Cigna argues that North Cypress may not recover damages for claims that were denied or
reduced for reasons unrelated to fee-forgiving (for example, because the service was not
medically necessary). (Doc. No. 447 at 30.) North Cypress does not contest this argument,
stating that “claims that were denied for other than Protocol reasons…were not included in
[North Cypress’s] damage calculations.” (Doc. No. 457 at 31.) Cigna also argues that North
Cypress may not recover damages for claims for which there is no evidence of underpayment,
noting that Ms. Tankersley included several claims in her report with $0 listed in damages. (Doc.
No. 447 at 30.) North Cypress has clarified that it is not seeking damages for claims with $0 in
damages, so there is no dispute on this issue. (Doc. No. 457 at 31.)
B. North Cypress’s ERISA § 502(a)(3) claim
In addition to its ERISA § 502(a)(1)(B) claim, North Cypress also brings a claim of
breach of fiduciary duty under § 502(a)(3). Section 502(a)(3) allows a participant, beneficiary,
or fiduciary to “obtain other appropriate equitable relief…to enforce any provisions of this
subchapter or the terms of the plan.” 29 U.S.C. § 1132(a).
A plaintiff may not seek a remedy under § 502(a)(3) that is available under §
502(a)(1)(B). See, e.g., Musmeci v. Schwegmann Giant Super Mkts., 332 F.3d 339, 349 n. 5 (5th
Cir. 2003) (“Because we have found a remedy is available at law under Section 502(a)(1)(B), the
Plaintiffs are foreclosed from equitable relief under Section 502(a)(3).”) (citing Great-West Life
& Annuity Ins. Co. v. Knudson, 534 U.S. 204 (2002)); Corcoran v. United Healthcare, Inc., 965
F.2d 1321, 1335 (5th Cir. 1992) (“When a beneficiary simply wants what was supposed to have
been distributed under the plan, the appropriate remedy is 502(a)(1)(B).”); Tolson v. Avondale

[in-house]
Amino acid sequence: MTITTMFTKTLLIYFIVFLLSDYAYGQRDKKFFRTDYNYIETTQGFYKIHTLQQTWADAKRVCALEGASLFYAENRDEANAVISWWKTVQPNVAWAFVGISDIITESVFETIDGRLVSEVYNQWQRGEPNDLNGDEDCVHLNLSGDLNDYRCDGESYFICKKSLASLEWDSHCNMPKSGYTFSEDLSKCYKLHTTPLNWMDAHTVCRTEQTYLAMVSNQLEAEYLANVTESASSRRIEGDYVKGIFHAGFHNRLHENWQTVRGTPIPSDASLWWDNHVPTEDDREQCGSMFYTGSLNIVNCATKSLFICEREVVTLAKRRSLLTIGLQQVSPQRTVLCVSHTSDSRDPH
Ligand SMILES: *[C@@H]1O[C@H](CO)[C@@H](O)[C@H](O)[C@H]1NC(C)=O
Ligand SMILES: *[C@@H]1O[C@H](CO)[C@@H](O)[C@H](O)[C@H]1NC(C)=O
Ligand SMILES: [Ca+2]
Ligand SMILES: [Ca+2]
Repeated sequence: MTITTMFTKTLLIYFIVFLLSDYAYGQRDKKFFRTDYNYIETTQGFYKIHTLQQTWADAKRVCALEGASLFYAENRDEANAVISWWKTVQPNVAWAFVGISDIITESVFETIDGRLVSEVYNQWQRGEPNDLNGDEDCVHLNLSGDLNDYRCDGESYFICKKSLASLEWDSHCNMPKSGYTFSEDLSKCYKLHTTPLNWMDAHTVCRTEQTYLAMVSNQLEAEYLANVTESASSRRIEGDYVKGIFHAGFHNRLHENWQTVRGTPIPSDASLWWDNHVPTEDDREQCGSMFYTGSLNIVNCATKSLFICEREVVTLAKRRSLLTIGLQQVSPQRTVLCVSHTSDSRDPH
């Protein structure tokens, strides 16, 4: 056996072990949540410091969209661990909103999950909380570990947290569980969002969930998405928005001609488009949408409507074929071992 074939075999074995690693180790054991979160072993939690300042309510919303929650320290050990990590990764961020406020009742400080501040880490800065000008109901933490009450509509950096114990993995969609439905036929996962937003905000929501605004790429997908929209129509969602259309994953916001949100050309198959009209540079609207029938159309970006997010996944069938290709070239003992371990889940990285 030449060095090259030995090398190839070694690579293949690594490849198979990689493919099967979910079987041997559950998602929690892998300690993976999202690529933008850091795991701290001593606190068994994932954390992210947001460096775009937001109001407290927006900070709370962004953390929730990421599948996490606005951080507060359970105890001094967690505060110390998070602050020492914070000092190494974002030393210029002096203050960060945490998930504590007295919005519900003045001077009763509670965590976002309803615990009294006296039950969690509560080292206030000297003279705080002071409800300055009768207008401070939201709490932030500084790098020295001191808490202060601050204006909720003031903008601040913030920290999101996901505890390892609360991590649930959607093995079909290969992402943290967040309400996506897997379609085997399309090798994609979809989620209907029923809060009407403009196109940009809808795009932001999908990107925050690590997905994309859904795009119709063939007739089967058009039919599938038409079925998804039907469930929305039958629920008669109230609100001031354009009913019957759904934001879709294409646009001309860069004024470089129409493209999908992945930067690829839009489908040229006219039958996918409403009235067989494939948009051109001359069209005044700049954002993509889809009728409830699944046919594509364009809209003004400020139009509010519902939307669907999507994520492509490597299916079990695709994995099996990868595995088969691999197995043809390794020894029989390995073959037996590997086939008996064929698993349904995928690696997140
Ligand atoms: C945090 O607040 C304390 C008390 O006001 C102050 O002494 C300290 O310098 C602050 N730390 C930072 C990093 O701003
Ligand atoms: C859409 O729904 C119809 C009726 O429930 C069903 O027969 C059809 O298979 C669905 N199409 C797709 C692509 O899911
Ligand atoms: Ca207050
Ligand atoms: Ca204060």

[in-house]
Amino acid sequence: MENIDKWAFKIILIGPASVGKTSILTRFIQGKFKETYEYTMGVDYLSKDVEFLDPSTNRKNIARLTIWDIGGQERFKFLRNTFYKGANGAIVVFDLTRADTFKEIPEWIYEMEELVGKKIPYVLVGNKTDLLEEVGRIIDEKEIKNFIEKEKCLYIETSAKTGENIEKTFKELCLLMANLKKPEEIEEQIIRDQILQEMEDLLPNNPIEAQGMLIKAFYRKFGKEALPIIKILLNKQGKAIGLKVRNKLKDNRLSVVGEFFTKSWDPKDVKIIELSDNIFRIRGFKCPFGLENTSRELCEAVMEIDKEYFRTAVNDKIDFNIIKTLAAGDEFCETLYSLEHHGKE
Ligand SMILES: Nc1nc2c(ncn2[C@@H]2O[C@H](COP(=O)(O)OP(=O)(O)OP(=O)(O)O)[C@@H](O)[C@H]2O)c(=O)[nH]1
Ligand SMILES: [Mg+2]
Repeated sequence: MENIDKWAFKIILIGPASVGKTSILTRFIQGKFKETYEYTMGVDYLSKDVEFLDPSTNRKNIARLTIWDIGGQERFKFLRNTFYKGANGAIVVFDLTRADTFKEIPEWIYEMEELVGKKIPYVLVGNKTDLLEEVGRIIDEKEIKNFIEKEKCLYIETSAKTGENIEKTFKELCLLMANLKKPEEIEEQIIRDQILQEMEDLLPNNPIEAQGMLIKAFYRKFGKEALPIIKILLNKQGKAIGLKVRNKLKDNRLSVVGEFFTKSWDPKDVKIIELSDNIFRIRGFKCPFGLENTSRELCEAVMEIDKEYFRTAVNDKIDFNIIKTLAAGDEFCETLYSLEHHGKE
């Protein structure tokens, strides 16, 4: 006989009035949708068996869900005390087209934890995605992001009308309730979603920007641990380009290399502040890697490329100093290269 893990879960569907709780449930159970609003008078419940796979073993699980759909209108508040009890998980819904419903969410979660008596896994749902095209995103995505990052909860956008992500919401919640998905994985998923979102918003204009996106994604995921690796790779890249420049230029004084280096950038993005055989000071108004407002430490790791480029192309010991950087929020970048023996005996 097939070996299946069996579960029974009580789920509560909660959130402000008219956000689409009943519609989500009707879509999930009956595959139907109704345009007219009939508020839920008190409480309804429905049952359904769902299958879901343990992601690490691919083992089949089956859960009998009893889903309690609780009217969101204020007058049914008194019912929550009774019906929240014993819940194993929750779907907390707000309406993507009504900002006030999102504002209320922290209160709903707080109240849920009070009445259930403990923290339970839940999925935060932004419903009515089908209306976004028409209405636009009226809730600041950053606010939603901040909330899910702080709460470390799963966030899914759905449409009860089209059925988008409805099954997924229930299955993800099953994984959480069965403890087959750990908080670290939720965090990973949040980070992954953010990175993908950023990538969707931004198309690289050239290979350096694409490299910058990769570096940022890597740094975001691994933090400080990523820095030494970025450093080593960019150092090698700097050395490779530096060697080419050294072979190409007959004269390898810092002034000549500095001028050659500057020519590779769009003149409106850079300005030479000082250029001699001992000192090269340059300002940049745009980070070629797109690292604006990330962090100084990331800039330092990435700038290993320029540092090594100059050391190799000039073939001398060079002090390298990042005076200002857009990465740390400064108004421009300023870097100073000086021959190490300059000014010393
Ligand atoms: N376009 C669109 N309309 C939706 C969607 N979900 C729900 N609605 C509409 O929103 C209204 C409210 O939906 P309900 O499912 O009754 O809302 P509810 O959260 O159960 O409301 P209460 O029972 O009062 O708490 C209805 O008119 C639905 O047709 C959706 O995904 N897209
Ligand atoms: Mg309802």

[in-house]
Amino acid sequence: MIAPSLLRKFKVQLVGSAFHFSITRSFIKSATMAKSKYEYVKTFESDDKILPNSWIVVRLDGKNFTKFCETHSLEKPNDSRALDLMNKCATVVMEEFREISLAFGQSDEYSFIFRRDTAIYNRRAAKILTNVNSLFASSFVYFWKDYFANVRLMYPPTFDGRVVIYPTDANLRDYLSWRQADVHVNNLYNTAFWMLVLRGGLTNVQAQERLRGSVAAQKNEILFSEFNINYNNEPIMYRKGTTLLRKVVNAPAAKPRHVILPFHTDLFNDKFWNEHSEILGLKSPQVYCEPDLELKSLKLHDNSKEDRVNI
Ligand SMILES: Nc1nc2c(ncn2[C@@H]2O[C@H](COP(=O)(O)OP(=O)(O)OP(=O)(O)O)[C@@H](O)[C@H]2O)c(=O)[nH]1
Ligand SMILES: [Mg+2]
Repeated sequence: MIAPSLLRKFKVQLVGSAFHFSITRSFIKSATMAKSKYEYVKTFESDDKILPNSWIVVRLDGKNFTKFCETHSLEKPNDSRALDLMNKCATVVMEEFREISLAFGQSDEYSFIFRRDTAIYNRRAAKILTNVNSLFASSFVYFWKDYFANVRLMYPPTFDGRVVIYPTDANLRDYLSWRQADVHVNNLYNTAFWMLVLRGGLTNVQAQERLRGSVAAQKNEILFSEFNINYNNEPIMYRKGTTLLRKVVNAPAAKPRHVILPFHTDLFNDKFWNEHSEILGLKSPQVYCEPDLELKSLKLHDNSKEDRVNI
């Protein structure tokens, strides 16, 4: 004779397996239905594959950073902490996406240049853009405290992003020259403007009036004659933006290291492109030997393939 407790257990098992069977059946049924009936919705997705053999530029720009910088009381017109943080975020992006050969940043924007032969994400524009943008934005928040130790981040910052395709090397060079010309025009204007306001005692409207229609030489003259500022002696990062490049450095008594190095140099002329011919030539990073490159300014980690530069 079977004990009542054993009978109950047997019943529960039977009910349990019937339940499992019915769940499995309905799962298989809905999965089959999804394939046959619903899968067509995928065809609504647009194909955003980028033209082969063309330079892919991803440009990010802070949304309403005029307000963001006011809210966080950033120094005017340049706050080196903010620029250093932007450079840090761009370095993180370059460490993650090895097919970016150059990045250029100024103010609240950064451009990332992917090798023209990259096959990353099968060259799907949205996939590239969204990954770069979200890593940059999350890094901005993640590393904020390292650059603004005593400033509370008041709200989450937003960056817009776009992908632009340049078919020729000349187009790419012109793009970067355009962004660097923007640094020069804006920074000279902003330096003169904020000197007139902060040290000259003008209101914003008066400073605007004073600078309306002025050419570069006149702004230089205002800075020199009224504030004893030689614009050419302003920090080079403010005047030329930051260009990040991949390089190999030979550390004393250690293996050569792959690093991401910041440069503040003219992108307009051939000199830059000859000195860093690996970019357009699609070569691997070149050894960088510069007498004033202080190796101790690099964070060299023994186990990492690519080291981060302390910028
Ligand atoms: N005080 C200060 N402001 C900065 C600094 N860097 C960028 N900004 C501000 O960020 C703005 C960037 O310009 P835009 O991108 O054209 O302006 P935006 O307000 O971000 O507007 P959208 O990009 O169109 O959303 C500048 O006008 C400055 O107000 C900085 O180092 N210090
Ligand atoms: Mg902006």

Indus., Inc.,141 F.3d 604, 610 (5th Cir. 1998) (“Because Tolson has adequate redress for
disavowed claims through his right to bring suit pursuant to Section 1132(a)(1), he has no claim
for breach of fiduciary duty under section 1132(a)(3).”). North Cypress’s claim clearly falls
under § 502(a)(1)(B), as an action “to recover benefits due to [it] under the terms of his plan, to
enforce [its] rights under the terms of the plan, or to clarify [its] rights to future benefits under
the terms of the plan.” North Cypress may not seek identical relief via an allegation of breach of
fiduciary duty under § 502(a)(3). Cigna is thus entitled to summary judgment on North Cypress’s
§ 502(a)(3) claim.
C. North Cypress’s ERISA § 503 claim
North Cypress further alleges that Cigna violated ERISA § 503 by denying North
Cypress a full and fair review of the claims at issue. Section 503 requires an employee benefit
plan administrator to:
(1) provide adequate notice in writing to any participant or beneficiary whose claim for
benefits under the plan has been denied, setting forth the specific reasons for such denial,
written in a manner calculated to be understood by the participant, and
(2) afford a reasonable opportunity to any participant whose claim for benefits has been
denied for a full and fair review by the appropriate named fiduciary of the decision
denying the claim.
29 U.S.C. § 1133. In order to satisfy § 503, a claim administrator must provide review of the
specific ground for an adverse decision. Robinson v. Aetna Life Ins. Co., 443 F.3d 254, 257 (5th
Cir. 2005). The standard for a § 503 claim is substantial compliance. Lacy v. Fulbright &
Jaworski, 405 F.3d 254, 257 (5th Cir. 2005). “Technical noncompliance with ERISA procedures
will be excused so long as…the beneficiary [receives] an explanation of the denial of benefits
that is adequate to ensure meaningful review of that denial.” Sanborn-Alder v. Cigna Group Ins.,
771 F. Supp. 2d 713, 719 (S.D. Tex. 2011).
North Cypress does not allege any facts suggesting that Cigna failed to provide a full and
fair review of the claims at issue. North Cypress points to evidence that Cigna automatically
referred North Cypress claims to its Special Investigations Unit (SIU) and that Cigna treated
North Cypress claims systematically by subjecting them to the Fee-Forgiving Protocol. Both of
these allegations, though, refer to Cigna’s initial processing of the claims, not to the subsequent
review mandated by § 503. In fact, the record shows that Cigna provided clear notice about the
specific reason for the denial of claims under the Protocol. In each of the denial letters reviewed
by the Court, Cigna cited its concerns about fee-forgiving and quoted the exclusionary plan
language. See Doc. Nos. 278-1, 462-9, 462-10, 462-11. Moreover, Cigna maintained an